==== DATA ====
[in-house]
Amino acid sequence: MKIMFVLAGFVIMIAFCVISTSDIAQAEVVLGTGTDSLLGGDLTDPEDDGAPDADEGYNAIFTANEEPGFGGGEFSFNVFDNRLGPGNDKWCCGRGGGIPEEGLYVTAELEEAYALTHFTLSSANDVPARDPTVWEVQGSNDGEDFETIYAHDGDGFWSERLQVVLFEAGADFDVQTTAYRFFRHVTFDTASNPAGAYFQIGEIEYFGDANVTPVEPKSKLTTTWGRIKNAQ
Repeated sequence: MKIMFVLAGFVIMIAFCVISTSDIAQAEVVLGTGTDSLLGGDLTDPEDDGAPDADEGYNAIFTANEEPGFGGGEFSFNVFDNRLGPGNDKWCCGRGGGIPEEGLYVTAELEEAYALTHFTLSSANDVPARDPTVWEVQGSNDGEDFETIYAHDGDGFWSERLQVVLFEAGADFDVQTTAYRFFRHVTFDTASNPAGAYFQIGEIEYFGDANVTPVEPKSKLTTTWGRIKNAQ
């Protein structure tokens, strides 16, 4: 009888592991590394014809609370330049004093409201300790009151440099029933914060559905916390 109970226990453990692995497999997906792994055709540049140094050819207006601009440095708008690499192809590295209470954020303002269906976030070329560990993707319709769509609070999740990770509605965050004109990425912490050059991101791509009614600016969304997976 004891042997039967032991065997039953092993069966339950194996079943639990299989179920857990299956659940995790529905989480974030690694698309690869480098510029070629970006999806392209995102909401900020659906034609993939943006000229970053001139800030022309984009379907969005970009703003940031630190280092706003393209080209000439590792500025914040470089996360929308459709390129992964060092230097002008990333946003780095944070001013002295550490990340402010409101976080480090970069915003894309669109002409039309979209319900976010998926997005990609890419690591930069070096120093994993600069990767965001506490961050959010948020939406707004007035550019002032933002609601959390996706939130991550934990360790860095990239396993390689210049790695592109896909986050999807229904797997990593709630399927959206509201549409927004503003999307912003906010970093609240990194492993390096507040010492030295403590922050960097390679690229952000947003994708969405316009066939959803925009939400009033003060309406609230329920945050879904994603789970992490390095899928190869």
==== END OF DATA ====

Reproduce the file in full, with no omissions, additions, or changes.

[in-house]
Amino acid sequence: MKIMFVLAGFVIMIAFCVISTSDIAQAEVVLGTGTDSLLGGDLTDPEDDGAPDADEGYNAIFTANEEPGFGGGEFSFNVFDNRLGPGNDKWCCGRGGGIPEEGLYVTAELEEAYALTHFTLSSANDVPARDPTVWEVQGSNDGEDFETIYAHDGDGFWSERLQVVLFEAGADFDVQTTAYRFFRHVTFDTASNPAGAYFQIGEIEYFGDANVTPVEPKSKLTTTWGRIKNAQ
Repeated sequence: MKIMFVLAGFVIMIAFCVISTSDIAQAEVVLGTGTDSLLGGDLTDPEDDGAPDADEGYNAIFTANEEPGFGGGEFSFNVFDNRLGPGNDKWCCGRGGGIPEEGLYVTAELEEAYALTHFTLSSANDVPARDPTVWEVQGSNDGEDFETIYAHDGDGFWSERLQVVLFEAGADFDVQTTAYRFFRHVTFDTASNPAGAYFQIGEIEYFGDANVTPVEPKSKLTTTWGRIKNAQ
């Protein structure tokens, strides 16, 4: 009888592991590394014809609370330049004093409201300790009151440099029933914060559905916390 109970226990453990692995497999997906792994055709540049140094050819207006601009440095708008690499192809590295209470954020303002269906976030070329560990993707319709769509609070999740990770509605965050004109990425912490050059991101791509009614600016969304997976 004891042997039967032991065997039953092993069966339950194996079943639990299989179920857990299956659940995790529905989480974030690694698309690869480098510029070629970006999806392209995102909401900020659906034609993939943006000229970053001139800030022309984009379907969005970009703003940031630190280092706003393209080209000439590792500025914040470089996360929308459709390129992964060092230097002008990333946003780095944070001013002295550490990340402010409101976080480090970069915003894309669109002409039309979209319900976010998926997005990609890419690591930069070096120093994993600069990767965001506490961050959010948020939406707004007035550019002032933002609601959390996706939130991550934990360790860095990239396993390689210049790695592109896909986050999807229904797997990593709630399927959206509201549409927004503003999307912003906010970093609240990194492993390096507040010492030295403590922050960097390679690229952000947003994708969405316009066939959803925009939400009033003060309406609230329920945050879904994603789970992490390095899928190869």